With all the hype surrounding the many problems with healthcare.gov, few people are asking the truly critical question: once one has surpassed the temporary technical glitches, how is the Affordable Care Act actually working for the average American who is signing up for health insurance?
Despite my firm advocacy for the Affordable Care Act since President Obama introduced it, I must confess that I had a small lingering fear in my head. What if everything the Republicans were saying was actually true and my health care premiums, which already represented a significant percentage of my yearly income, went up?
My fears were as baseless as the unbiased facts always indicated that they would be. When it came time to sign up for my new insurance plan, the cost turned out to be 62% less than what I paid in 2012, with an additional 20% off of my copays for doctor appointments. That’s over $3,000 a year in savings, which — for a performance artist such as myself — is no slim pickings.
This figure surpassed all my expectations and is incontrovertible evidence that, for me at least, this law is working perfectly and exactly as intended. I am not anywhere close to the only one with these results — not just in my immediate circle but all over the country. I am confident that, as more people are able to sign up for the exchange, even cynics or outright opponents will discover that it truly does benefit a vast majority of people. It will also benefit our country’s financial situation since the average citizen will no longer have to pay the bills for the plethora of uninsured Americans who show up in emergency rooms for basic primary care.
Beyond the saved money, this law also does something for me that is fundamentally critical. I have Ehlers-Danlos Syndrome, a connective tissue disorder that leads me to rack up a much higher rate of medical care/costs than the average 26-year-old American. As you can imagine, I am not my insurance company’s ideal client. It probably would not trouble them in the slightest if I were to be in some kind of tragic accident — so long as I did not survive, of course, and wind up costing them even more than I currently do. The Affordable Care Act’s preexisting condition clause means that I will never again have to worry about my ability to buy health insurance or whether I will have to pay higher rates on account of being sick. That, after all, is the whole point of insurance — to provide a safety net for people who need it or who may need it in the future.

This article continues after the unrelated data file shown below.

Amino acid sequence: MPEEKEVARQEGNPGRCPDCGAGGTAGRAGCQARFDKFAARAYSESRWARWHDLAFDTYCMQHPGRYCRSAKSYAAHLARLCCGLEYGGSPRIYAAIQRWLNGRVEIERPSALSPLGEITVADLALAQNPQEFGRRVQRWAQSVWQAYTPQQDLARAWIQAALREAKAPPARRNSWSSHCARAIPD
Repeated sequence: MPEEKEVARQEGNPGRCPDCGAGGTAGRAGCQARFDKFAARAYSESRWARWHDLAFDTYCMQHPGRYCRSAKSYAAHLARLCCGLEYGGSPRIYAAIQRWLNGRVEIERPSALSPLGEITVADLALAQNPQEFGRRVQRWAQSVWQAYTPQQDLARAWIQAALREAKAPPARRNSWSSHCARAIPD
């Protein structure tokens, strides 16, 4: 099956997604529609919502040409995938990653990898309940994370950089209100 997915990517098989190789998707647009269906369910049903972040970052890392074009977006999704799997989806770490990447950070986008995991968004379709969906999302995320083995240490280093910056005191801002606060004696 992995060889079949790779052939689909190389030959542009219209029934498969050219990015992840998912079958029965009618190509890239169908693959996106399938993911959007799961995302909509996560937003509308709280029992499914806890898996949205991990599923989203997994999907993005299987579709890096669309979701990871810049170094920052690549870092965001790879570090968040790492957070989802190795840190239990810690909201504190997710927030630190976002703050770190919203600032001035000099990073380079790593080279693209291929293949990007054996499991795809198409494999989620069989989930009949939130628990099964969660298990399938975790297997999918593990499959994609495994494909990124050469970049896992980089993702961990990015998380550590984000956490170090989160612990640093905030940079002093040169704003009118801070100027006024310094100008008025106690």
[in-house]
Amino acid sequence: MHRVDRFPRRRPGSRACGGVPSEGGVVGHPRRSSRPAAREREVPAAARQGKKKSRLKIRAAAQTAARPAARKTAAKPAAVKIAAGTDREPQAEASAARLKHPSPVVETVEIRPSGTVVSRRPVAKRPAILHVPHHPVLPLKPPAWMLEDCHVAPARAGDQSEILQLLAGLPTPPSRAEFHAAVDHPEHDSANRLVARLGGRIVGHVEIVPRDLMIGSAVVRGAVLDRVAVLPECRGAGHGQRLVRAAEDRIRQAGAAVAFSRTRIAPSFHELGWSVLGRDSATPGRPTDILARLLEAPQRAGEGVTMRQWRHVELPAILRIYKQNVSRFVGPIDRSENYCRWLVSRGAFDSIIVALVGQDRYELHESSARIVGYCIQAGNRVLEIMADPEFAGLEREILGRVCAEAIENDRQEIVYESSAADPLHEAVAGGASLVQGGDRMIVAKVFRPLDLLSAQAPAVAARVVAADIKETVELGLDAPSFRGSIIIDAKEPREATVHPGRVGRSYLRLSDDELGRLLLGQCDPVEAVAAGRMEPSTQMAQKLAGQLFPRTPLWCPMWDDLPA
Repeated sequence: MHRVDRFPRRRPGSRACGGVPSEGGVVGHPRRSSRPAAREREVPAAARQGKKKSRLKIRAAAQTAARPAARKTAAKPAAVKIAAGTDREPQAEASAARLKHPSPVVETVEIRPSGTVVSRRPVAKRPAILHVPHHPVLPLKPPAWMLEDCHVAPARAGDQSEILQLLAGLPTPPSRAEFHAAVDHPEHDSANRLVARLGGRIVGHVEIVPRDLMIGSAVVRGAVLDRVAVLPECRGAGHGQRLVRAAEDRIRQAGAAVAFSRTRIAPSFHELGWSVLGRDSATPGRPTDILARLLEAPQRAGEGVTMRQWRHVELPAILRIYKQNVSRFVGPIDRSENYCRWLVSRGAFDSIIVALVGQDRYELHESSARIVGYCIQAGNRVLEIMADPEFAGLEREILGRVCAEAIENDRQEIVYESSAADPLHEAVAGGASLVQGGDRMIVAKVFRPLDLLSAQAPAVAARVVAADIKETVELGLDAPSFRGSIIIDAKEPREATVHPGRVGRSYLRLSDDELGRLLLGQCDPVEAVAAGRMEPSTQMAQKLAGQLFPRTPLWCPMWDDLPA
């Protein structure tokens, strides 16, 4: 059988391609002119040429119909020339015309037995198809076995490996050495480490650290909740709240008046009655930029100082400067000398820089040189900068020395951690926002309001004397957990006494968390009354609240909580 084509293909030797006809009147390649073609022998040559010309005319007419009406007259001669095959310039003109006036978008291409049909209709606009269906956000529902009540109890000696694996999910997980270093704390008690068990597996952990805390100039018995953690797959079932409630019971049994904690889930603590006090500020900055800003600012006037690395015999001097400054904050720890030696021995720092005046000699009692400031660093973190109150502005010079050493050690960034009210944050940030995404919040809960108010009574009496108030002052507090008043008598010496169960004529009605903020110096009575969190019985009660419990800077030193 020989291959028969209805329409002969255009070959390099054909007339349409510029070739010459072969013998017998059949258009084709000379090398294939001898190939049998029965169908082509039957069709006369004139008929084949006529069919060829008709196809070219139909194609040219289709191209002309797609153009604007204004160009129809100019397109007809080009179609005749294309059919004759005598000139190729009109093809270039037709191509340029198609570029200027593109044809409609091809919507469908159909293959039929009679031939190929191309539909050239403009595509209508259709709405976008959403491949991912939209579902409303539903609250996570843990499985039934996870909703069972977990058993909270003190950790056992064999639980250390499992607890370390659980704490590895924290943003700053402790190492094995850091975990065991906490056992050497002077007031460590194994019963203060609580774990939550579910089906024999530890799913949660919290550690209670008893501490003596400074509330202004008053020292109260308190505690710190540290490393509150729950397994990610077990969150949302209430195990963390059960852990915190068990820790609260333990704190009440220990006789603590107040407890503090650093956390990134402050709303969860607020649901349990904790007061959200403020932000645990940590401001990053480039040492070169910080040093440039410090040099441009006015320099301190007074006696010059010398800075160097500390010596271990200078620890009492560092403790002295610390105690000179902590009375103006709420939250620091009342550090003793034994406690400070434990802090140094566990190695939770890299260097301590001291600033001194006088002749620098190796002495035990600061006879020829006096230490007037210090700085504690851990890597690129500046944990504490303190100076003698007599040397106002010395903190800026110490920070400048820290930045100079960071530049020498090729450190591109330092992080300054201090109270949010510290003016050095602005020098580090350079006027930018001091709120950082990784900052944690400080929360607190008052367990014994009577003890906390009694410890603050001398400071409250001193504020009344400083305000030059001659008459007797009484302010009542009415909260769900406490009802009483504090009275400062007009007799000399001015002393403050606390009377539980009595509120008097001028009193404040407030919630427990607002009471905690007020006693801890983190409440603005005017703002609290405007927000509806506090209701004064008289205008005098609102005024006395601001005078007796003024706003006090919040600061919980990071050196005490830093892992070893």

I am forever grateful to President Obama for bringing this legislation to fruition and for all the members of the United States Congress who voted to pass it. Yes, that’s right — “Obamacare” is not the work of one man but of two houses of Congress and a Supreme Court that approved its legality according to the Constitution. All the naysayers who claim that what we really need is to “get back to the Constitution” are, apparently, opposed to the Constitution. I am also grateful to any Republican who will step up to the plate and offer changes to improve this law because I am under no illusion that it doesn’t need improvement. I hope that, in the face of the Republicans’ (hopefully final) defeat in trying to eradicate this law, they will now have no choice other than to offer constructive and feasible ways to make it better.
The law is here to stay, which is good because it’s working. Sure, it’s got some technical kinks, but what doesn’t in its earliest stages? Medicare and Social Security faced just as much controversy and refinement during their implementation, and both are now critical hallmarks of our society and of a social contract that benefits just about everyone in the long run.
The law works. Let’s all work together to make it work even better.